Anne Hillerman’s 8th book in her mystery series featuring Navajo detectives Leaphorn, Chee, and Manuelito is a page-turner. Taking it to bed thinking you’ll drop off to sleep is a mistake. Instead, you’ll find yourself reading until the morning’s light.
Set in Utah’s Bear Ears National Monument territory, The Way of the Bear places husband and wife Navajo detectives Jim Chee and Bernadette Manuelito in mystical surroundings. Against a backdrop of Mesozoic Age artifacts and Indian tradition, they struggle to solve a series of modern crimes.
Murder hadn’t been on their agenda as the pair headed from New Mexico to Utah. Chee’s assignment was to meet a paleontologist who wanted to make a sizeable donation to a Navajo police charity. Manuelito wanted a holiday, a consolation for having lost a job promotion. Neither is prepared to deal with the cast of thugs, thieves, and killers that await them. Nor could they have predicted that nature would summon a storm to block roads and cut off electronic devices as it dumped several feet of snow over the normally tawny landscape.
After Bernadette’s phone goes dead during a worrisome conversation with her sister about their mother’s deepening dementia, the detective decides to leave her exploration of ancient cave paintings and return to New Mexico. As she drives to her hotel intending to pack, she notices a car by the side of the road seemingly mired in the snow. She stops to investigate and discovers the woman inside the vehicle is about to give birth. With medical help out of reach, Manuelito assists with the delivery. To her surprise, the baby’s first cry awakens maternal longings within her, emotions that confuse her thoughts about her future.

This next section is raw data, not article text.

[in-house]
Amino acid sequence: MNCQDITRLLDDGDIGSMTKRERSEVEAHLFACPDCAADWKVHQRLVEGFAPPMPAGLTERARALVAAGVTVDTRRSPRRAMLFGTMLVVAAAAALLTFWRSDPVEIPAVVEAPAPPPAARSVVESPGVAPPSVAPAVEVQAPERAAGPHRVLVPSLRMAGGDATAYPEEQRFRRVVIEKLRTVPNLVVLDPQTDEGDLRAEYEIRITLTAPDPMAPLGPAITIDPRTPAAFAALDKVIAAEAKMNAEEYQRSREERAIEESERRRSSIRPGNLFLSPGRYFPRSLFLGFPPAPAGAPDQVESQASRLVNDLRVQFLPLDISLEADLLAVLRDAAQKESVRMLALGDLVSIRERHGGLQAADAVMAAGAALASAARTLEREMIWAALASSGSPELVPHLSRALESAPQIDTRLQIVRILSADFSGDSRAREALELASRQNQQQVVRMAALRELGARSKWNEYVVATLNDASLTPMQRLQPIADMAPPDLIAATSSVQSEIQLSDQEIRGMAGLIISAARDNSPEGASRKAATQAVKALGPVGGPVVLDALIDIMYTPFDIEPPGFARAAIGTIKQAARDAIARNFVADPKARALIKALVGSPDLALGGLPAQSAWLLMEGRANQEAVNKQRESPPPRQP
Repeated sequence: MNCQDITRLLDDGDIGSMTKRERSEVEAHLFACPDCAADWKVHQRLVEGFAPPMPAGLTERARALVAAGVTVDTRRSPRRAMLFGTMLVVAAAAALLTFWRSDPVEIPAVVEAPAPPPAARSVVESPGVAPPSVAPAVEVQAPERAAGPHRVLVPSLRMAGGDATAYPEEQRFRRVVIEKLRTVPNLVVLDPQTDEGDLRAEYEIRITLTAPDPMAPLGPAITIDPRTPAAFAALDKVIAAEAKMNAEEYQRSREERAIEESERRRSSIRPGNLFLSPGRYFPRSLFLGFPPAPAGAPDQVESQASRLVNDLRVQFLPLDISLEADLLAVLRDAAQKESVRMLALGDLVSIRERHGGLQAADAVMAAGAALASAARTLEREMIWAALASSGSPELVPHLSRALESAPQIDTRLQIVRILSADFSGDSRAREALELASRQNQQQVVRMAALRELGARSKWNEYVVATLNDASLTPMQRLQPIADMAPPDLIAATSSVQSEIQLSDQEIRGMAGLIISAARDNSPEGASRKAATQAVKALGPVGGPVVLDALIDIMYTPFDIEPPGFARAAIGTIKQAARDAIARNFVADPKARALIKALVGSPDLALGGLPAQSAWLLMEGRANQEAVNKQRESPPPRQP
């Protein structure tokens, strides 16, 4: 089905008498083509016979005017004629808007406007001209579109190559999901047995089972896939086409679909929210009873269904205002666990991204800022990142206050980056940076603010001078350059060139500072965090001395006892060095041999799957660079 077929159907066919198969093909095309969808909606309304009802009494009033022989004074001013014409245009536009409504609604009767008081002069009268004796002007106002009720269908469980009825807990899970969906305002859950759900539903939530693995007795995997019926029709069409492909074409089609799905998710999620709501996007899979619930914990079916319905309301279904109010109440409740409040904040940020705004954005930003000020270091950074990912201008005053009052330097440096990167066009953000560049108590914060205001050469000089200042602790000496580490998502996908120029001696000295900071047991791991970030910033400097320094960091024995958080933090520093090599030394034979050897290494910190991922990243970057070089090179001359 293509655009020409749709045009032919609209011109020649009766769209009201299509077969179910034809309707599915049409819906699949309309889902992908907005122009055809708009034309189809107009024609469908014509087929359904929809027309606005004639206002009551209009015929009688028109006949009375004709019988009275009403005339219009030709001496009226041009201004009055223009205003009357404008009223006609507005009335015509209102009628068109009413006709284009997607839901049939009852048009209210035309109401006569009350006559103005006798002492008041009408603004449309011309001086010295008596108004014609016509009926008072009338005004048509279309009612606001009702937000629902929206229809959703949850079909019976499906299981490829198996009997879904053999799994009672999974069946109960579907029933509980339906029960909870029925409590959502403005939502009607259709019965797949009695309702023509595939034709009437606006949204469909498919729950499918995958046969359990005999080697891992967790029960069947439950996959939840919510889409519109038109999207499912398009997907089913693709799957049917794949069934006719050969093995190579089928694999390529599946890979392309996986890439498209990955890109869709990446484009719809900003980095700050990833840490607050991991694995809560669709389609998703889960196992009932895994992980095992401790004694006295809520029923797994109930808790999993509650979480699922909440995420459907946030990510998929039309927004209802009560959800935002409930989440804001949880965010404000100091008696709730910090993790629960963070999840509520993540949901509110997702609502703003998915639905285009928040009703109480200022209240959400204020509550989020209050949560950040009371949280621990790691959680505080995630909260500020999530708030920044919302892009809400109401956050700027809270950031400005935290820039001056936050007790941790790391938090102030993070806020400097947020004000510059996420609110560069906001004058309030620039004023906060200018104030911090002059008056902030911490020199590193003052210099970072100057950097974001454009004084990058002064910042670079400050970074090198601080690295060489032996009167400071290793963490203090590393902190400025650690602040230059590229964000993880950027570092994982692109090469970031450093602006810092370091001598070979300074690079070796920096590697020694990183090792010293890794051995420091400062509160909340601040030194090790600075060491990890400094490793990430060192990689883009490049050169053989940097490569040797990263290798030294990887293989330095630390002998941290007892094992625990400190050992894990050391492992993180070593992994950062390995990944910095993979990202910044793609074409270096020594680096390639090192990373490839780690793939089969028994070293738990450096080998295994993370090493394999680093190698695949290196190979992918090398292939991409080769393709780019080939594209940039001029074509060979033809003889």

Meanwhile, a security guard has driven Chee to his appointment with the paleontologist. Despite the storm, they arrive at the scientist’s home on time. What they find is a body slumped near the entrance and a door forced open by the blows of an axe. Entering the hose, they discover it is empty and the premise intact, except for traces of yellow powder in some of the rooms. Where is the scientist? And who murdered the man outside being buried in the snow? Chee is forced to investigate.
As he plows through the evidence and interviews several suspects, he encounters more bodies, one of them his wife’s. She’s alive but she’s been hogtied and stuffed into the trunk of a suspicious car. Once released, she joins Chee’s hunt for the murderer and the missing paleontologist. The pair knows they must hurry because, with each passing minute, the snow is burying forensic evidence and there could be more victims.
Hillerman’s style is taut like a drum beat as she carries the plot forward. Even so, she takes sufficient time to paint the mind’s eye with depictions of Utah’s majestic landscape, the source of much Navajo lore. Few since Stephen Crane have made the connection between the environment and the human condition as palpable. For lovers of mystery, Hillerman’s The Way of the Bear is a must-read.